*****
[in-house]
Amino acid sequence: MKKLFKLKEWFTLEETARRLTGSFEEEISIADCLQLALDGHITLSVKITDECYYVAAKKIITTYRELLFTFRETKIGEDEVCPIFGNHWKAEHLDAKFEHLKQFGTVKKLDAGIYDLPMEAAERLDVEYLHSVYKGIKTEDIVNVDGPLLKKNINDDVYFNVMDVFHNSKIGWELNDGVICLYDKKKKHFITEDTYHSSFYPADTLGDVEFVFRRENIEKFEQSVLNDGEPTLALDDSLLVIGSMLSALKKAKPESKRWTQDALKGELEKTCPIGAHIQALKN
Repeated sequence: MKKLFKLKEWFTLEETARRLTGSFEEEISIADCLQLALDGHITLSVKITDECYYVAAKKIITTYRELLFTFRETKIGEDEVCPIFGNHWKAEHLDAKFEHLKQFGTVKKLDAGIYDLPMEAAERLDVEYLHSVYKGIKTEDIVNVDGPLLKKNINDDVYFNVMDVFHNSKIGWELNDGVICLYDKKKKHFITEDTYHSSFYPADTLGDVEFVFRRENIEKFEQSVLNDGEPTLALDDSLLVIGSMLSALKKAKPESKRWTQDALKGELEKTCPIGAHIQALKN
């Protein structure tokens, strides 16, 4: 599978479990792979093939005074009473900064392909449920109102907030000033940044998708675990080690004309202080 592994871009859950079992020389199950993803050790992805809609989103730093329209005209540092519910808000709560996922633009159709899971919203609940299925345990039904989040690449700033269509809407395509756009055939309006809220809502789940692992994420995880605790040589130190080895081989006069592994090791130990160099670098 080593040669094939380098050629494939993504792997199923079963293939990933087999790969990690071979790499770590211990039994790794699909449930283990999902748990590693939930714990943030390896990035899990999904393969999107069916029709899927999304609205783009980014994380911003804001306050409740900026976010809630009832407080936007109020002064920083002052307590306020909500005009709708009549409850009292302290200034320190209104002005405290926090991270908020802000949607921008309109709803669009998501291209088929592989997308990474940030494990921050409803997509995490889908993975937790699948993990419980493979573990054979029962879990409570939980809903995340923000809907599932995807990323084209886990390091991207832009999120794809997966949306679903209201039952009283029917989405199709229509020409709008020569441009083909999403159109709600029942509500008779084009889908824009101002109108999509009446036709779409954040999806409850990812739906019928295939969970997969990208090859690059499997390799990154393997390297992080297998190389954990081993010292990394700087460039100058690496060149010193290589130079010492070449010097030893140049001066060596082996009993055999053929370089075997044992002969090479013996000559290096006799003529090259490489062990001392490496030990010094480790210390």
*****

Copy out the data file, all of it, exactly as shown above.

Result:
[in-house]
Amino acid sequence: MKKLFKLKEWFTLEETARRLTGSFEEEISIADCLQLALDGHITLSVKITDECYYVAAKKIITTYRELLFTFRETKIGEDEVCPIFGNHWKAEHLDAKFEHLKQFGTVKKLDAGIYDLPMEAAERLDVEYLHSVYKGIKTEDIVNVDGPLLKKNINDDVYFNVMDVFHNSKIGWELNDGVICLYDKKKKHFITEDTYHSSFYPADTLGDVEFVFRRENIEKFEQSVLNDGEPTLALDDSLLVIGSMLSALKKAKPESKRWTQDALKGELEKTCPIGAHIQALKN
Repeated sequence: MKKLFKLKEWFTLEETARRLTGSFEEEISIADCLQLALDGHITLSVKITDECYYVAAKKIITTYRELLFTFRETKIGEDEVCPIFGNHWKAEHLDAKFEHLKQFGTVKKLDAGIYDLPMEAAERLDVEYLHSVYKGIKTEDIVNVDGPLLKKNINDDVYFNVMDVFHNSKIGWELNDGVICLYDKKKKHFITEDTYHSSFYPADTLGDVEFVFRRENIEKFEQSVLNDGEPTLALDDSLLVIGSMLSALKKAKPESKRWTQDALKGELEKTCPIGAHIQALKN
């Protein structure tokens, strides 16, 4: 599978479990792979093939005074009473900064392909449920109102907030000033940044998708675990080690004309202080 592994871009859950079992020389199950993803050790992805809609989103730093329209005209540092519910808000709560996922633009159709899971919203609940299925345990039904989040690449700033269509809407395509756009055939309006809220809502789940692992994420995880605790040589130190080895081989006069592994090791130990160099670098 080593040669094939380098050629494939993504792997199923079963293939990933087999790969990690071979790499770590211990039994790794699909449930283990999902748990590693939930714990943030390896990035899990999904393969999107069916029709899927999304609205783009980014994380911003804001306050409740900026976010809630009832407080936007109020002064920083002052307590306020909500005009709708009549409850009292302290200034320190209104002005405290926090991270908020802000949607921008309109709803669009998501291209088929592989997308990474940030494990921050409803997509995490889908993975937790699948993990419980493979573990054979029962879990409570939980809903995340923000809907599932995807990323084209886990390091991207832009999120794809997966949306679903209201039952009283029917989405199709229509020409709008020569441009083909999403159109709600029942509500008779084009889908824009101002109108999509009446036709779409954040999806409850990812739906019928295939969970997969990208090859690059499997390799990154393997390297992080297998190389954990081993010292990394700087460039100058690496060149010193290589130079010492070449010097030893140049001066060596082996009993055999053929370089075997044992002969090479013996000559290096006799003529090259490489062990001392490496030990010094480790210390």